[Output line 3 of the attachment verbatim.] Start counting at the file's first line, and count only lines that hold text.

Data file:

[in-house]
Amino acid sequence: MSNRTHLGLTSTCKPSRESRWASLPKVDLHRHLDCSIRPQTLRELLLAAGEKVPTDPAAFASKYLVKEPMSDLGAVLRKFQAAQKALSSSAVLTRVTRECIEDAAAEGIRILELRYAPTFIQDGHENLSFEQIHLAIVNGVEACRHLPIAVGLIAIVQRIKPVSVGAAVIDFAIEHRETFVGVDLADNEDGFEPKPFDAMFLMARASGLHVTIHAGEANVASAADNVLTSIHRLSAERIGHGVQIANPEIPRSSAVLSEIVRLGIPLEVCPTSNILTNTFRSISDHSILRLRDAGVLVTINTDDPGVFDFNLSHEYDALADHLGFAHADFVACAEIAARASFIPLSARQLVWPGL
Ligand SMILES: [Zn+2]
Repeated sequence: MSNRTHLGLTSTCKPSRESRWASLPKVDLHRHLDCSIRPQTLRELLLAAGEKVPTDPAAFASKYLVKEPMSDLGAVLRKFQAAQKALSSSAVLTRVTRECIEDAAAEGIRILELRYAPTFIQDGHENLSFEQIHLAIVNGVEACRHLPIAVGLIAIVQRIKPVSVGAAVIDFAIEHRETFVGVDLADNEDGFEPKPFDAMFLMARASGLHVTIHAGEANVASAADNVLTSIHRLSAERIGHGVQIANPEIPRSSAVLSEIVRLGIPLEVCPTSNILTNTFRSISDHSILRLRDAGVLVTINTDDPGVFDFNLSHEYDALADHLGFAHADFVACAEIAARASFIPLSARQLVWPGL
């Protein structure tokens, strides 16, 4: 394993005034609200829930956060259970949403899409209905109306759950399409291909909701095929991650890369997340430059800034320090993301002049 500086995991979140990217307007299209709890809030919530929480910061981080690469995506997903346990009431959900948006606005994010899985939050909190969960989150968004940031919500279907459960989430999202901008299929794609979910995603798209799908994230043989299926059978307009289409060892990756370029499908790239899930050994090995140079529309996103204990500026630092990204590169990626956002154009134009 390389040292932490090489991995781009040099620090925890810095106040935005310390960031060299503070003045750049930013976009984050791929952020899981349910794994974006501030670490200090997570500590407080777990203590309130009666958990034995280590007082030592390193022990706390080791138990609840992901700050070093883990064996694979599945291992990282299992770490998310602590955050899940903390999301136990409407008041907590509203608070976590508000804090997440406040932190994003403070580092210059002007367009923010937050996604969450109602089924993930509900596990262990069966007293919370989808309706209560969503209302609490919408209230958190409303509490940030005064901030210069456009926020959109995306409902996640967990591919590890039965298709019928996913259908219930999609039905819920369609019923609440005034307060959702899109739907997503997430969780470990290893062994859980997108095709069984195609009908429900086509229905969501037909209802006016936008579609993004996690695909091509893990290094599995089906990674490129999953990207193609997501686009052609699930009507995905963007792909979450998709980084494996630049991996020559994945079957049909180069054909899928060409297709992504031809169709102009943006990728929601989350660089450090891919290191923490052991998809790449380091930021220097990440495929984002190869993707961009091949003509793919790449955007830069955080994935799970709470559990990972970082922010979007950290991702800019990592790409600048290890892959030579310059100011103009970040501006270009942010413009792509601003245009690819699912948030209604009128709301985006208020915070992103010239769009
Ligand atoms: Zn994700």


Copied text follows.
Ligand SMILES: [Zn+2]